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Consider a situation where a symmetric key encryption (such as AES) is used to encrypt the plain text. Moreover, a nonce is used to ensure that old communication cannot be used to perform a replay attack. In this scenario:

Is it better to XOR the nonce with the plain text and then encrypted the output to produce a cipher? Or XOR the nonce with the output cipher produced by encrypting the plain text? Which one would be more secure?

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In my opinion, scheme 1- XORing the nonce with plain text and then encrypting the output seems to be a better option as it would produce a different cipher every time even if the plain text remains the same. Moreover, since the (nonce XOR plain text) goes through the permutation and substitution operations, the information about the nonce remains more secret. On the other hand, scheme 2 seems to be relatively less secure as the output (nonce XOR cipher) might give away some information about the generation of nonce (or about the PRNG or CSPRNG) if the attacker is able to collect enough cipher texts.

What do you think is the better way?

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  • $\begingroup$ Don't forget to followup your questions. Either indicate what is missing or accept one of the answers. $\endgroup$ – Maarten Bodewes Apr 1 at 16:05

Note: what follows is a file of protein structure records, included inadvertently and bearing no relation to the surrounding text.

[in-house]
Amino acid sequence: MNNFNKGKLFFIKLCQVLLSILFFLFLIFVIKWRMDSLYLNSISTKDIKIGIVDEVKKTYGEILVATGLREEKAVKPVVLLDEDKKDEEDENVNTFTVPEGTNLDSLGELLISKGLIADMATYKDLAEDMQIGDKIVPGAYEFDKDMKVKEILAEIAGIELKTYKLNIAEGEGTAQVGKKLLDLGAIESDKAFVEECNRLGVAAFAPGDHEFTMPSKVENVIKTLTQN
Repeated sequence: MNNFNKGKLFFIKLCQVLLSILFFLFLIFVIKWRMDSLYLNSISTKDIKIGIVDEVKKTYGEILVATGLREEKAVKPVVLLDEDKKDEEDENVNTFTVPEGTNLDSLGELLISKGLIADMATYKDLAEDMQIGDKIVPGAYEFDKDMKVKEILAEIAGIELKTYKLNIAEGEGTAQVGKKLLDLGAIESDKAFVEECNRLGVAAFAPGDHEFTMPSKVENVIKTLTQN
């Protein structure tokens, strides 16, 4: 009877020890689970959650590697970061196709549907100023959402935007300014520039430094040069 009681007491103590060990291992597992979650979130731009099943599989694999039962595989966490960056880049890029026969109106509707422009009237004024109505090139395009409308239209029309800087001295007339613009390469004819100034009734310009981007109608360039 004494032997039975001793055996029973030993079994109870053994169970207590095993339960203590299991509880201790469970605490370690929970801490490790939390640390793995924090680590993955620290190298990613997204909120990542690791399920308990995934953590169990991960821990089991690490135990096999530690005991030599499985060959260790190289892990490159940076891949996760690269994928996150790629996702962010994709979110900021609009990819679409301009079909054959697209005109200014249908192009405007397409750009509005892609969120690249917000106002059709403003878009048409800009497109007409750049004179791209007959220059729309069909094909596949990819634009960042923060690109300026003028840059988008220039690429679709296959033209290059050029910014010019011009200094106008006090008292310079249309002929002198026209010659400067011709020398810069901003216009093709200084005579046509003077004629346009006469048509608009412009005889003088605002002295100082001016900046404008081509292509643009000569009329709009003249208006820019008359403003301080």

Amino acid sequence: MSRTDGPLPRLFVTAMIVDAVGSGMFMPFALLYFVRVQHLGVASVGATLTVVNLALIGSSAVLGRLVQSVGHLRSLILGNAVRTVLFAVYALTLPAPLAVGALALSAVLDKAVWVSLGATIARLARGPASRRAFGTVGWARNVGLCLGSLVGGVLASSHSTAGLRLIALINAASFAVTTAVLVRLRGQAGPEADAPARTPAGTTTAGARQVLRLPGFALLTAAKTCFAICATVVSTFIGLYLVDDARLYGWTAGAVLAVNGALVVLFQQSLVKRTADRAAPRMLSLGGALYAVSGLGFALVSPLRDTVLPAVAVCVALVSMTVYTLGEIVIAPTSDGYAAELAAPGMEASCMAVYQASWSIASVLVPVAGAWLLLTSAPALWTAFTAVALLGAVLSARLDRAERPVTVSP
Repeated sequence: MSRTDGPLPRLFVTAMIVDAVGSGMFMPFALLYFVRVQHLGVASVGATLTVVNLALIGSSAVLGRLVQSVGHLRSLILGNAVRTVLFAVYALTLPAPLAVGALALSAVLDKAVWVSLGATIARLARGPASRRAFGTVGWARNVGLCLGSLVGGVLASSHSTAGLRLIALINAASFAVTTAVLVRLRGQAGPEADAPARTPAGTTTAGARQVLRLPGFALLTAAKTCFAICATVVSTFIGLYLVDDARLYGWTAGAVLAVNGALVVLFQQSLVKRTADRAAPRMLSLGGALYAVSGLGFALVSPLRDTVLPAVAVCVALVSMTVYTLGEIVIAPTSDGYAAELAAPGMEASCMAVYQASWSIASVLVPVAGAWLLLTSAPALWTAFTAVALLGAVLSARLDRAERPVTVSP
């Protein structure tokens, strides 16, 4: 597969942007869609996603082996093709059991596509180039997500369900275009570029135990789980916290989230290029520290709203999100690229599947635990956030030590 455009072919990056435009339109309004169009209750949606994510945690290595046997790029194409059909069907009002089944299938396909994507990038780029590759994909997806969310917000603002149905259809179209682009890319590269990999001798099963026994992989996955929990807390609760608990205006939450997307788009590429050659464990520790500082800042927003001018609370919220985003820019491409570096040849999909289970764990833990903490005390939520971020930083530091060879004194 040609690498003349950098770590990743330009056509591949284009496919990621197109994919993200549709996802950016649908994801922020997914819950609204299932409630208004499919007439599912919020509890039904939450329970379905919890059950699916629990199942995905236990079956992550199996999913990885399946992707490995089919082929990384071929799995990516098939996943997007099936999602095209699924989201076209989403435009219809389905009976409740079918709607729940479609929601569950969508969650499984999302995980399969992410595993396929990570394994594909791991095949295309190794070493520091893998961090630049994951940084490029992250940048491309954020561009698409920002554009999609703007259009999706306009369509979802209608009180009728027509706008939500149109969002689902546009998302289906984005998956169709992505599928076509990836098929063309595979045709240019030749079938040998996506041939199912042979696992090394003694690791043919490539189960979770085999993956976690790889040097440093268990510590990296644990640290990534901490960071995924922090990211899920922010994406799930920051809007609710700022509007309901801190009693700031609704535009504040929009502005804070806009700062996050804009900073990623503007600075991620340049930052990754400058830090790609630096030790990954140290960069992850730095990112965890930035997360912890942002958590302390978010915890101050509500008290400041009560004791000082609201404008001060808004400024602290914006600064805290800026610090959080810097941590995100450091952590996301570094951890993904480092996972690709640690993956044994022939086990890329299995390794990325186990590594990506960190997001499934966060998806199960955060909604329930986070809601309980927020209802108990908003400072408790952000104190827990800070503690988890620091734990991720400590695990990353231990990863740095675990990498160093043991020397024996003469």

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option 2 is insecure. Recall the nonce is public and must be sent with the ciphertext, which means it can be removed from the ciphertext trivially and therefor has no effect at all. You are effectively doing ECB with some useless extra step and extra communication.

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Your scheme is overly simplified. Generally we don't have a nonce that is the same size as the plaintext. Most nonce's or IV's are just the size of a single block for a block cipher, or even smaller.

As Meir Maor already mentions, the second scheme offers no security whatsoever. However, the first scheme is near identical to CBC mode, so you'd require a fully unpredictable nonce to avoid known plaintext attacks. So without additional requirements, scheme 1 is insecure as well.

What is also missing is a scheme such as CTR mode where the nonce is made part of a counter, which is then encrypted to create a key stream. So that would be a nonce block pointing to your encryption block in the overly simplified scheme you've drawn.

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